This week, The Musafir Stories speaks to a pro traveler and blogger, Sharanya Iyer who blogs under the trulynomadly.com. So sit back and enjoy as Sharanya takes us places!
Today's destination: Mechuka, Arunachal Pradesh (29km from the Indo-tibet border)
Nearest Airport: Lilabari (North Lakhimpur) and Guwahati (Gopinath Bordoloi International Airport)and Mohanbari (Dibrugarh) both in Assam
Nearest Railway Station: Silapathar (Assam) and Naharlagun (Arunachal Pradesh)
Prerequisites - Inner line permit or ILP, can be obtained online (http://arunachalilp.com/
onlineApp.do) or at the Guwahati airport.
Packing - Warm clothes and rain jackets/rain coats are advisable.
Time of the year - April
Length of the itinerary: 4 days
- Sharanya starts off her journey from Guwahati, from where she takes the Lachit express to the border town of Murkongselek, Assam. She then hailed a shared taxi to Pasighat at Ruksin gate (where one has to produce the ILP).
- A 4 hour cab ride to Along or Aalo is the first overnight pitstop, also the last major hub before the border town of Mechuka.
- She starts off for Mechuka the following morning in a shared sumo at 530AM(it's best to book the seats before hand, ideally the previous day)
- The last major village before hitting Mechuka is Tatu. The Siko Dido waterfall is a notable point of interest about half hour before reaching. She finally reaches Mechuka by about 230PM after a long sumo ride.
- For accommodation, Sharanya uses the services of Gebu Sona, one of the most popular home stays in the region (Gayboo's guest house).
- After relaxing for sometime and freshening up, Sharanya set out to explore the town, the market area and the new monastery. It is preferable to hire a car to see around the village and nearby points of interest.
- Make sure to pick up some lovely boots and woolens for a bargain, while checking out the market!
- While at the homestay, get a first hand experience of an open kitchen, where everyone participates in chores and sits around the fire.
- Delicacies include a number of beef and pork dishes. Chhang beer is a local millet based beer!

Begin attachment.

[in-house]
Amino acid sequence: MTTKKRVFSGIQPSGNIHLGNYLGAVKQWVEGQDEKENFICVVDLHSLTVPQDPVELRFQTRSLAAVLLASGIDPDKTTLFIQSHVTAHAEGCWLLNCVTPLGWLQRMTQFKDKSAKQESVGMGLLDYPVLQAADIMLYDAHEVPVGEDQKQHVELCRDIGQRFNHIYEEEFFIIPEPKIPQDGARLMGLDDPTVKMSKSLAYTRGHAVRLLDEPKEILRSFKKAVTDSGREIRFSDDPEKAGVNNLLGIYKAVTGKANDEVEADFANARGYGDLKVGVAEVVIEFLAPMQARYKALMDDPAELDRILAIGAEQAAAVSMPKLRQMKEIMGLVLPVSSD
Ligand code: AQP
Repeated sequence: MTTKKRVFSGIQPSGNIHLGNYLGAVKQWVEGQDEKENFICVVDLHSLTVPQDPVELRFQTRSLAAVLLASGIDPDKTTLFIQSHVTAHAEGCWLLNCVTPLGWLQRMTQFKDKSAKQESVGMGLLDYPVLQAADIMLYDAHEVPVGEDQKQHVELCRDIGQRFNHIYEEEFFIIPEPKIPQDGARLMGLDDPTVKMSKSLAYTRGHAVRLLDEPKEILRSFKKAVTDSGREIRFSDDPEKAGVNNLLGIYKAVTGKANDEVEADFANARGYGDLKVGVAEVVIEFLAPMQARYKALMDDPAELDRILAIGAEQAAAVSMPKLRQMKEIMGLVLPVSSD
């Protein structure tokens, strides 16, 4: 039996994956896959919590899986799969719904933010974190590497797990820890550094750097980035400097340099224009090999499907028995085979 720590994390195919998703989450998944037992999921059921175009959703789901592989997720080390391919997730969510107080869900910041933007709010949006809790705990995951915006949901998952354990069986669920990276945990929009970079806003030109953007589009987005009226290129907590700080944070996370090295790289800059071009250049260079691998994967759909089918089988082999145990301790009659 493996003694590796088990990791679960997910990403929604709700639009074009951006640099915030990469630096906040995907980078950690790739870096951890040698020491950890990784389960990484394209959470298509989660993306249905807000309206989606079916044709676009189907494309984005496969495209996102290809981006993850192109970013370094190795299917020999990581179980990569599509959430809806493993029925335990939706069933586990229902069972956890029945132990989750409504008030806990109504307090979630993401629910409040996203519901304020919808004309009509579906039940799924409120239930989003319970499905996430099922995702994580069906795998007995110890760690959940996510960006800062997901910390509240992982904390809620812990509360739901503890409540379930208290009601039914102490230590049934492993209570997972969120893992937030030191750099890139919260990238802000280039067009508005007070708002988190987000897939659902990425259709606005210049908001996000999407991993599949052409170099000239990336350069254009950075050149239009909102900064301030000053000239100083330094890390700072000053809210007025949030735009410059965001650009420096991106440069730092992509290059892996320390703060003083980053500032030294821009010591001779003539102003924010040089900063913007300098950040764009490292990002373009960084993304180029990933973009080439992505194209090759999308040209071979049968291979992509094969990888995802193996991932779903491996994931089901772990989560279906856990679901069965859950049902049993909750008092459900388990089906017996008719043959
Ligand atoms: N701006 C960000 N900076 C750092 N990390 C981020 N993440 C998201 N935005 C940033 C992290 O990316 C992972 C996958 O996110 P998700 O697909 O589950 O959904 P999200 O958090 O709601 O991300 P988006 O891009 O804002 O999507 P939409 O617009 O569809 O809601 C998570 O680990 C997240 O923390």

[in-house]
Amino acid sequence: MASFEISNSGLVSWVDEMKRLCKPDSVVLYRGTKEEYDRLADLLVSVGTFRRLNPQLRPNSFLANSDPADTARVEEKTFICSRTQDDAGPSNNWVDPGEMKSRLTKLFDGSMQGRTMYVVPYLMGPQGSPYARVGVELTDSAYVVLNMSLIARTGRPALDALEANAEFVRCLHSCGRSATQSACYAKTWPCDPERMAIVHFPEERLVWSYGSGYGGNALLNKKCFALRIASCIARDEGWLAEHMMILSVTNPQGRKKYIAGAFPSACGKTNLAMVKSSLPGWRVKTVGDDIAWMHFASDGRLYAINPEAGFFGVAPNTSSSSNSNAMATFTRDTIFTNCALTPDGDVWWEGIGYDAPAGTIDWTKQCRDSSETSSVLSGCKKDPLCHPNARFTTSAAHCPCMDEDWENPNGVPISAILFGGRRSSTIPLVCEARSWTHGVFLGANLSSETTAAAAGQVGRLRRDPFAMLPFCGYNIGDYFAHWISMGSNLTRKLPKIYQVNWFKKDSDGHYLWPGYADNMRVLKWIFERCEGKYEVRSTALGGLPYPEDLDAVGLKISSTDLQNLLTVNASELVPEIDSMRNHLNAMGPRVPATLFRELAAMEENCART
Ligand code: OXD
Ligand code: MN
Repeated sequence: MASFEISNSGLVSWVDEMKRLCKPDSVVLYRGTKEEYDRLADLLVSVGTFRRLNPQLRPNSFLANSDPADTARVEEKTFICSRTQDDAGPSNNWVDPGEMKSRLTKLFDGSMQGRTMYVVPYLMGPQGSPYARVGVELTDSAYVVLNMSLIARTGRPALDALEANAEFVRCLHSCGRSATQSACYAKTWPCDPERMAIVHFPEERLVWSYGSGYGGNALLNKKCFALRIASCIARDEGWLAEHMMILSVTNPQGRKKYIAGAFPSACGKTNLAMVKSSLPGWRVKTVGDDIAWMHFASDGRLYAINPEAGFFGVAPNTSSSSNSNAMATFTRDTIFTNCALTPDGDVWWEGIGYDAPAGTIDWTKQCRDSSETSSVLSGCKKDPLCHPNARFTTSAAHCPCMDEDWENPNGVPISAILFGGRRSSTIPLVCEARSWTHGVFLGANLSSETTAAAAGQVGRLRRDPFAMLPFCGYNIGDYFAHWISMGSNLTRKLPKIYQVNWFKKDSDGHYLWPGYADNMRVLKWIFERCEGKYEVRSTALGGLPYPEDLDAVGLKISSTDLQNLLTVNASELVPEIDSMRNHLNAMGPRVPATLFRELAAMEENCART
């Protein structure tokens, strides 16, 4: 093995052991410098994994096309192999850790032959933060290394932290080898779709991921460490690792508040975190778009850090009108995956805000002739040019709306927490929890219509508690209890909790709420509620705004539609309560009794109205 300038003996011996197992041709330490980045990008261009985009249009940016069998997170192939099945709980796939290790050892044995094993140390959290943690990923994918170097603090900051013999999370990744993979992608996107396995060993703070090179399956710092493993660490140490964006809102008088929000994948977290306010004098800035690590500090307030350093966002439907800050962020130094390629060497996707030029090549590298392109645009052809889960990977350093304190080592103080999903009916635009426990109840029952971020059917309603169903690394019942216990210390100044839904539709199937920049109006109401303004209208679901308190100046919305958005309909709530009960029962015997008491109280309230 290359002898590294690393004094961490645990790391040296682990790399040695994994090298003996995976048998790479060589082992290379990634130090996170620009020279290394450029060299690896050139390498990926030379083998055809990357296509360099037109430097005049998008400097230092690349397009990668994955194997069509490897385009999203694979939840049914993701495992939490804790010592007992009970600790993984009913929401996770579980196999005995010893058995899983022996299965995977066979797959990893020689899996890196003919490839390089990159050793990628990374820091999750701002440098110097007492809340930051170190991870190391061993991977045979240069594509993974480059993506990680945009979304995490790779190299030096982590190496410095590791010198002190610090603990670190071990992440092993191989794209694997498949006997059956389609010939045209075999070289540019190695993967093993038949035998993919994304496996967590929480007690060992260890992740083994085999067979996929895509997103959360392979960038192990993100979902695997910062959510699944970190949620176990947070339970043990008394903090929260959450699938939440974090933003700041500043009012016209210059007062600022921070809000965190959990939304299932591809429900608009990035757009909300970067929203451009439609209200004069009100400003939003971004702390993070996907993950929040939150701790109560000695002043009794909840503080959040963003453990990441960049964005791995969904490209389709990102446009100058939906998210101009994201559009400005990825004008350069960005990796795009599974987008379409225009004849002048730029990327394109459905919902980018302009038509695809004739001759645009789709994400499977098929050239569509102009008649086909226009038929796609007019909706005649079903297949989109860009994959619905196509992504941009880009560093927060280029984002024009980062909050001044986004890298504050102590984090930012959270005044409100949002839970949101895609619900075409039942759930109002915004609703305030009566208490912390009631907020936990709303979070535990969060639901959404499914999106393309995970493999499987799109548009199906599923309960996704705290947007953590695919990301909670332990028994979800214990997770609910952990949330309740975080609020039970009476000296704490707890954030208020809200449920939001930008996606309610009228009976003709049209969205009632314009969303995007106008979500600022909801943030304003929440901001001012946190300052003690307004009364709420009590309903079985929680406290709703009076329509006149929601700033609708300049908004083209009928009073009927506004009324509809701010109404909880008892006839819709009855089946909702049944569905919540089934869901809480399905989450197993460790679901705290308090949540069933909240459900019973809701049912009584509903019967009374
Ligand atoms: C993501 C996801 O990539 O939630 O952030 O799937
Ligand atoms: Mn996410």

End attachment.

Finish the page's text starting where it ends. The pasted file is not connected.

- Rain plans to play spoilsport on Day 2 of the itinerary but turns out Sharanya has a bunch of activities to keep her entertained at the homestay. This included hanging out with the Bruce-Lee look alike and the locals.
- The rain gods show some mercy the following day and Sharanya heads off to a small trek up the Samten Yongcha monastery, the 400 year old monastery that is older than the Tawang monastery. The monastery has a big Tibetan influence and has a number of traditional masks and Buddha statues.
- The view from the monastery is a stunning mix of browns and greens of the rolling hills, blues of the river and whites of the snow capped mountains and clouds!
- After spending some time at the Monastery, Sharanya and Gebu descend downwards, passing through beautiful rickety hanging bridges over the Yargyap Chu river (Also known as the Siyom river in some places)
- The next pitstop is the Sikh Gurudwara built on the Yargyap Chu river, built by the army. Sharanya shares some stories and a meal with the armymen while sharing the Langar.
- She moves on to the place where there is a Hanuman mandir and naturally formed sculpture of Hanuman! Sharanya also gives a try to making home-made jewellery at Gebu's house to end the day!
- On the final day of the trip, Sharanya makes a trip to Dorjeeling village to a small monastery that houses a huge Buddha statue and then made a quick hike to a small cave which has a head impression that Buddhishts believe is of the spiritual teacher Rinpoche while the sikhs believe is that of Gurunanak while he was meditating at this cave.
- Sharanya is introduced to a number of legends right from the crevasse in the cave to the little pools with the white, black and grey stones!
- Mechuka also manages to turn Sharanya into a poet, no kidding!
In a valley far far away,
There flows a river with a voice.
Through lush forests and meadows and snowy mountains it goes,
Under rickety hanging bridges and over rocky beds it roars.
It talks and hums and merrily sings,
Tales of lamas and tribes and other ancient things.
Those were peaceful times before the world was hungry for power, it croons,
No borders or wars or territorial violent loons.
Om Mani Padme Hum, it chants as the valley echoes it back,
The vibrant prayer flags flutter in the wind, flap flap flap.
No one honks here to chase a deadline or come first in a race, it says aloud
There‘s patience and goodness here,
look there it is, floating with that misty cloud.
You’re blessed to be here, cut away from the trappings of time and a to-do list,
Paradise has been found in hiding, it does exist.